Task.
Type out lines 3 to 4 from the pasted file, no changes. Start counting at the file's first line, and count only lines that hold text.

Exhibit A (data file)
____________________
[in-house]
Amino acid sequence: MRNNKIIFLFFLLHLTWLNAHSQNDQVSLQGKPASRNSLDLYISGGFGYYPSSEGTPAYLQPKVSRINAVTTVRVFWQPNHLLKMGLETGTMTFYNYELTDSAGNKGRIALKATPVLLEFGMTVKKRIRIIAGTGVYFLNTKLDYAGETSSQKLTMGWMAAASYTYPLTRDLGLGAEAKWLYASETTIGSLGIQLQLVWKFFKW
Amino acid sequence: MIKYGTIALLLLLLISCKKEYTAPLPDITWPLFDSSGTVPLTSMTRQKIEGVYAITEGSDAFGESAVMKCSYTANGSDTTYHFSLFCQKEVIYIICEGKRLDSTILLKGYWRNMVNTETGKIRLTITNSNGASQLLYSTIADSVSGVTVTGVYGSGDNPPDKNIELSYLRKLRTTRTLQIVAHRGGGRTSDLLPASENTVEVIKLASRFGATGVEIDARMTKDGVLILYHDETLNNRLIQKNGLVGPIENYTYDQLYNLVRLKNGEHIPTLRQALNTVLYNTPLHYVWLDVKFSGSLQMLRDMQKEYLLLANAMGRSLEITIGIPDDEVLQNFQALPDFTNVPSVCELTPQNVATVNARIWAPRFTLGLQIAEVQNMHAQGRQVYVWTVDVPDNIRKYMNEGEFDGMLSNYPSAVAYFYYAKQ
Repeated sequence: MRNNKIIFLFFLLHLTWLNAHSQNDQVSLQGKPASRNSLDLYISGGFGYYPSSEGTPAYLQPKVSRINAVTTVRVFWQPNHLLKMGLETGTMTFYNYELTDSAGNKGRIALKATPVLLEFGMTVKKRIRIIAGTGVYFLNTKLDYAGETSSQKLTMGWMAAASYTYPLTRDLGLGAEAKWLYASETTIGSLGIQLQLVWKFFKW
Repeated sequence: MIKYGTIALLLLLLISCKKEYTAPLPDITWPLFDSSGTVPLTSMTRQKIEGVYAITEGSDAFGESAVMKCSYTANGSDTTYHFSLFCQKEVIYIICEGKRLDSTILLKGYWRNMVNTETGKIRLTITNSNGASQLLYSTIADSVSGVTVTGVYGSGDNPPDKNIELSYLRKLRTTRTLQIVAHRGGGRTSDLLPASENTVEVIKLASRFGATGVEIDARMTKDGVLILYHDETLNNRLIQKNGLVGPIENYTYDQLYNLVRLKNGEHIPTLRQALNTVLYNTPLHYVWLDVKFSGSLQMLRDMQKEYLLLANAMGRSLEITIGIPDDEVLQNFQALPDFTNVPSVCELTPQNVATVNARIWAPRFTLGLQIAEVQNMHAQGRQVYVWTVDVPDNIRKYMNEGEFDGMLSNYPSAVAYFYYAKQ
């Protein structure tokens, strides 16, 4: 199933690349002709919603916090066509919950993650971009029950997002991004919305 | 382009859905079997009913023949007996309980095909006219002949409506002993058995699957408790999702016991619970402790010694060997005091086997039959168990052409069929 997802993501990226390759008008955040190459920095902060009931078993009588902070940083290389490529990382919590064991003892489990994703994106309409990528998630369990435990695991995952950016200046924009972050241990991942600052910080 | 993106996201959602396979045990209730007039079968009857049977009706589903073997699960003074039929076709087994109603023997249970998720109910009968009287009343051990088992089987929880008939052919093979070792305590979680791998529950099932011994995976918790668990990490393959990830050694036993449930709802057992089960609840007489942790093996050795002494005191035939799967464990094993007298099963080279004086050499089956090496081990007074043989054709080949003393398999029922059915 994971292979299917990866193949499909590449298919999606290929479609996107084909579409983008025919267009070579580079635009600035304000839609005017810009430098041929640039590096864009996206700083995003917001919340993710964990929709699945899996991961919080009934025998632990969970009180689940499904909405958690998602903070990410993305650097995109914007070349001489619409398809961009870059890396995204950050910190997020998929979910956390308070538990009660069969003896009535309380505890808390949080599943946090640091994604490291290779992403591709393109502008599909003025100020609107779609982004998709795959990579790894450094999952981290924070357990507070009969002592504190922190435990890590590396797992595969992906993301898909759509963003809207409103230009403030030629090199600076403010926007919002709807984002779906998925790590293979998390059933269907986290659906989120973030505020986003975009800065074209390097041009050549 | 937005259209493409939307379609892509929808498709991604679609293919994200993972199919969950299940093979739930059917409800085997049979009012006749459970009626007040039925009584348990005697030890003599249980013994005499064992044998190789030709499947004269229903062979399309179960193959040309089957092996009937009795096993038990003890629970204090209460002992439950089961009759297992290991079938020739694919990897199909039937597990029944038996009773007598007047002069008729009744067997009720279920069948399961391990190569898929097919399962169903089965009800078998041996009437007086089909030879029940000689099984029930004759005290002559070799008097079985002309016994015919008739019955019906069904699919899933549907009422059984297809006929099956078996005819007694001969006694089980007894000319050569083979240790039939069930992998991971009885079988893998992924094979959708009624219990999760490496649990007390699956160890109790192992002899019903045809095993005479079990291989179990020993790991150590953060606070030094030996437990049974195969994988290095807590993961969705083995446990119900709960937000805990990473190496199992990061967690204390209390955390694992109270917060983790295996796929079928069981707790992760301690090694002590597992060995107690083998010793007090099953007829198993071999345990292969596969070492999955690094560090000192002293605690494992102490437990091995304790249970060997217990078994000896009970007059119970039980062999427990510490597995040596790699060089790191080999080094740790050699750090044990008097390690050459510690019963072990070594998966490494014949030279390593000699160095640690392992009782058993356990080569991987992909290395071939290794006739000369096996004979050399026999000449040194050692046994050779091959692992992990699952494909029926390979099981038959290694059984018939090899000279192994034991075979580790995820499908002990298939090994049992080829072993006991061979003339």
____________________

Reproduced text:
Amino acid sequence: MIKYGTIALLLLLLISCKKEYTAPLPDITWPLFDSSGTVPLTSMTRQKIEGVYAITEGSDAFGESAVMKCSYTANGSDTTYHFSLFCQKEVIYIICEGKRLDSTILLKGYWRNMVNTETGKIRLTITNSNGASQLLYSTIADSVSGVTVTGVYGSGDNPPDKNIELSYLRKLRTTRTLQIVAHRGGGRTSDLLPASENTVEVIKLASRFGATGVEIDARMTKDGVLILYHDETLNNRLIQKNGLVGPIENYTYDQLYNLVRLKNGEHIPTLRQALNTVLYNTPLHYVWLDVKFSGSLQMLRDMQKEYLLLANAMGRSLEITIGIPDDEVLQNFQALPDFTNVPSVCELTPQNVATVNARIWAPRFTLGLQIAEVQNMHAQGRQVYVWTVDVPDNIRKYMNEGEFDGMLSNYPSAVAYFYYAKQ
Repeated sequence: MRNNKIIFLFFLLHLTWLNAHSQNDQVSLQGKPASRNSLDLYISGGFGYYPSSEGTPAYLQPKVSRINAVTTVRVFWQPNHLLKMGLETGTMTFYNYELTDSAGNKGRIALKATPVLLEFGMTVKKRIRIIAGTGVYFLNTKLDYAGETSSQKLTMGWMAAASYTYPLTRDLGLGAEAKWLYASETTIGSLGIQLQLVWKFFKW